A new vampire movie is now in theaters about an adolescent vampire and Robert Pattinson is nowhere in sight. Christmas just came early this year. Or perhaps Halloween.
Let Me In is a remake of the Swedish film Let the Right One In, a dark vampire horror set in a small town and starring a whole lot of actors that nobody’s probably ever heard of before. But that definitely shouldn’t be a deterrent. Both films feature very fine acting, especially from their child stars, and both movies are loaded with good old-fashioned vampire horror fun.
Let Me In follows a little boy named Owen, played by Kodi Smit-McPhee, who is constantly picked on at school due to the fact that he, unfortunately in his pre-pubescent years, looks a lot like a little girl. Then Abby, a real little girl played by Chloe Moretz, although she is quick to tell him coyly that she is not really a little girl, moves in and they begin a budding pre-pubescent romance. Abby turns out to be a vampire, and not a sparkly one at that. A full-blown run-of-the-mill vampire we’ve all been missing during these Twilight years. She can’t do sunlight, eat people food, or feel the cold.
As Abby and Owen’s romance blossoms, a mysterious string of murders start popping up around town. Abby’s father executes the murders as he goes out to get her blood. The guy, who remains nameless, actually turns out to be a pretty crappy serial killer and begs the question of why exactly Abby needs him, when she is more than capable in her 12-year-old body to turn a full grown and well-built man into a happy meal; but we go with it because it’s entertaining to watch him bumble around.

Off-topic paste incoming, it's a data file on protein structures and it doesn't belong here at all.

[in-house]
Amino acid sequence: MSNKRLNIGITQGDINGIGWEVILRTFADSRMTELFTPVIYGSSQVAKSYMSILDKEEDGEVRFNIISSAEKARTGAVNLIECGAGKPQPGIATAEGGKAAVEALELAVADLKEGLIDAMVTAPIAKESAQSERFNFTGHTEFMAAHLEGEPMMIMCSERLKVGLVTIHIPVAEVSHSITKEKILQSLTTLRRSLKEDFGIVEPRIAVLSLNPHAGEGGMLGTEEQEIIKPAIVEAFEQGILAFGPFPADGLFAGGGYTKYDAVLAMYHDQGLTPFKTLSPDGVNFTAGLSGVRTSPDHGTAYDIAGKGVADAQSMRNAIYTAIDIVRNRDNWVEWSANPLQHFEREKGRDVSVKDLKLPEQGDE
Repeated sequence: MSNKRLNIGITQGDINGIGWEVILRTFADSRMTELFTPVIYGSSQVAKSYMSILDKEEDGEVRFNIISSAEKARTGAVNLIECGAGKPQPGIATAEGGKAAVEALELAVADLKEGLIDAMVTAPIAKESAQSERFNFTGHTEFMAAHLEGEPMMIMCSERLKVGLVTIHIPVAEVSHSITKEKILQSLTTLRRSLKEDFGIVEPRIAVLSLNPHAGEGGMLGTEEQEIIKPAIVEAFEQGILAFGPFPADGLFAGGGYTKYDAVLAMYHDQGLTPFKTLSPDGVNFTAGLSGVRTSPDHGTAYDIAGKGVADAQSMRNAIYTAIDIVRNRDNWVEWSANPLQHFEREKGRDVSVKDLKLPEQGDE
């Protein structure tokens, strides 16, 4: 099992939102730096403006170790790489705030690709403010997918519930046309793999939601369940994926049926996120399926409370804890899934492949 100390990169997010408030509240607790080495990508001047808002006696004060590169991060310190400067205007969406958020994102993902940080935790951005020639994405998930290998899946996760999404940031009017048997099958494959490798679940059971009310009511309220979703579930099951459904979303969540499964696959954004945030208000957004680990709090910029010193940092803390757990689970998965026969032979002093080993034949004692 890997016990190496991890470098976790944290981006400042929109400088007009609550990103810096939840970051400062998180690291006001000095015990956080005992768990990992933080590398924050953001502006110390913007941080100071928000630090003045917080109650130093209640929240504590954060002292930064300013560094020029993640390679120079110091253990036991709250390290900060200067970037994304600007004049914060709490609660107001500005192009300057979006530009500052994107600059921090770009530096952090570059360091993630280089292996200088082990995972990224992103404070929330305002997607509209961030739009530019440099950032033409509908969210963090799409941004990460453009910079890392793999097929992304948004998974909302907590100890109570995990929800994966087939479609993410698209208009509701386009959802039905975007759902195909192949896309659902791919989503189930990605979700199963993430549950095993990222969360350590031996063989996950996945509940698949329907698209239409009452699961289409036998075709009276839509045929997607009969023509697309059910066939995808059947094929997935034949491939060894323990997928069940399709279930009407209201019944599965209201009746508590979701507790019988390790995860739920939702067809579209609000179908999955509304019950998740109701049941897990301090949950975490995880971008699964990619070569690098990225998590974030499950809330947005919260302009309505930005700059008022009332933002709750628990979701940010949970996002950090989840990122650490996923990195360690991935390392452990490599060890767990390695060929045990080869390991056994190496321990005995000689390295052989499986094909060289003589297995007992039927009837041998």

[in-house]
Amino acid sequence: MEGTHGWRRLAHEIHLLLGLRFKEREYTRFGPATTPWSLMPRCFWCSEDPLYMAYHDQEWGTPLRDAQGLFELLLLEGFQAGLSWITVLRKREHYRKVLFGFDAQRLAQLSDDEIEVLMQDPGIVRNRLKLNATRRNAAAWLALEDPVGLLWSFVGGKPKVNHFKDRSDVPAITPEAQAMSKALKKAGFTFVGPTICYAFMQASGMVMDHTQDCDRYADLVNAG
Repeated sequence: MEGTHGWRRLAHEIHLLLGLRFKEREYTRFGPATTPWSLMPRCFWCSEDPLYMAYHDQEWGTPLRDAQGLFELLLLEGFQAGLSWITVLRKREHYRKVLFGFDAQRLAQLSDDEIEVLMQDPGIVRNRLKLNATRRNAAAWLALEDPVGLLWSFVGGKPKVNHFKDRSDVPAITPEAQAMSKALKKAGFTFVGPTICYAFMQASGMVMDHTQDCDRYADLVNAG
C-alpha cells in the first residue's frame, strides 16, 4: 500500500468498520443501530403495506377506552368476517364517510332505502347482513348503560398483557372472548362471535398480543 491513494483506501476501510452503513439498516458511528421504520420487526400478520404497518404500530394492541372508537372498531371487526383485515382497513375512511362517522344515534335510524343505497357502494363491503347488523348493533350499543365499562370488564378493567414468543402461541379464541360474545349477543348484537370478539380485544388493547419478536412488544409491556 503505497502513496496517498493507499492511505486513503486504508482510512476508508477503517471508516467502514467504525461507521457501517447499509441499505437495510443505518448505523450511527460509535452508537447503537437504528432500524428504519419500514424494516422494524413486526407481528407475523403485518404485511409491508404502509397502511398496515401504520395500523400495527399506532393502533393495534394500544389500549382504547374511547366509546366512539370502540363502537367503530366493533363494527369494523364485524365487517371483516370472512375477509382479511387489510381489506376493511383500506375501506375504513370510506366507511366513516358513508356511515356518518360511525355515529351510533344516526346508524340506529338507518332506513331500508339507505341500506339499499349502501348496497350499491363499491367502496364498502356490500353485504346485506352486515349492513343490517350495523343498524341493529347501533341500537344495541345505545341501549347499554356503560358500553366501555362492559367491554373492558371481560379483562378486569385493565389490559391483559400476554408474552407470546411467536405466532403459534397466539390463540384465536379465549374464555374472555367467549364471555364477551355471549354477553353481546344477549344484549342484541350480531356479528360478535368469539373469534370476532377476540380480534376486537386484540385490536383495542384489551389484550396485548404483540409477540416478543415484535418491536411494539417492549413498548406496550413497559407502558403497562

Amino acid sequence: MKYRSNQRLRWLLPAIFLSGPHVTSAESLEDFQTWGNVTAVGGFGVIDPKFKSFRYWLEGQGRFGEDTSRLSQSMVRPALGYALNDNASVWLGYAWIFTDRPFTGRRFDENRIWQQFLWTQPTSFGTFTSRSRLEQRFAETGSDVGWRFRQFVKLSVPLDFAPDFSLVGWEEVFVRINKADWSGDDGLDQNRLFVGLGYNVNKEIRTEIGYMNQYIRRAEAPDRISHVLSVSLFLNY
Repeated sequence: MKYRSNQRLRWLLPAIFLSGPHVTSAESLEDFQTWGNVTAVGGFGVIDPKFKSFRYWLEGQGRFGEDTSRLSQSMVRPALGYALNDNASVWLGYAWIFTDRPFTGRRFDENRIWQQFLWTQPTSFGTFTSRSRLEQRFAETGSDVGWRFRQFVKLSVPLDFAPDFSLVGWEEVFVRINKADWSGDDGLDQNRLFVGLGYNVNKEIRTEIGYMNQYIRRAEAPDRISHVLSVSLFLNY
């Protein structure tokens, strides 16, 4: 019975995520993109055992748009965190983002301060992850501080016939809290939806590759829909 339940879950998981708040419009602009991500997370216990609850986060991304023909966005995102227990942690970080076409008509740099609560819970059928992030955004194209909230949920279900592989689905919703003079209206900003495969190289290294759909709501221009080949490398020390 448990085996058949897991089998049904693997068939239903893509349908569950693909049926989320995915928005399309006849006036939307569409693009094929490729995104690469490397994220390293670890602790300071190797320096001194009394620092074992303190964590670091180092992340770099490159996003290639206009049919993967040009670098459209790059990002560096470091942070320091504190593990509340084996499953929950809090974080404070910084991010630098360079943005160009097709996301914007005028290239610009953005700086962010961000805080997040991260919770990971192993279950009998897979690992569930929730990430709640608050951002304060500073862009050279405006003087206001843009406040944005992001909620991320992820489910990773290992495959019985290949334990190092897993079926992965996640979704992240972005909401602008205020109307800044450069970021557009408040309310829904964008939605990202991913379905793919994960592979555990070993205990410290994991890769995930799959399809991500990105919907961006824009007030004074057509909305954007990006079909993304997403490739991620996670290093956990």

The movie’s horror elements and surprise ending are sure to keep any newcomers to the franchise well on the edge of their seats. Watching a 12-year-old girl tackle a woman out of a tree and then tear into her neck like a Robert Pattinson trading card pack is hauntingly gruesome as well as incredibly awesome. Not a lot was given towards special effects as a whole but the letting of the audience make up a lot of what was happening in their own heads is a tried and true way to really make a scary movie special.
Fans of Let the Right One In can be assured that the spirit of the original was kept well preserved. In fact, spirit, mind, soul and a large part of the body were kept intact. Some scenes almost feel like they were flat out copied from the original and just put through a Hollywood million dollar filter, and most of the dialogue felt a little copy-pasted, but it’s presentation was flawless.
After seeing Let Me In, it’ll come as little surprise if someone ties Stephanie Meyer down and screams into her ear, “This is how a vampire story is told. This is what makes vampires awesome.”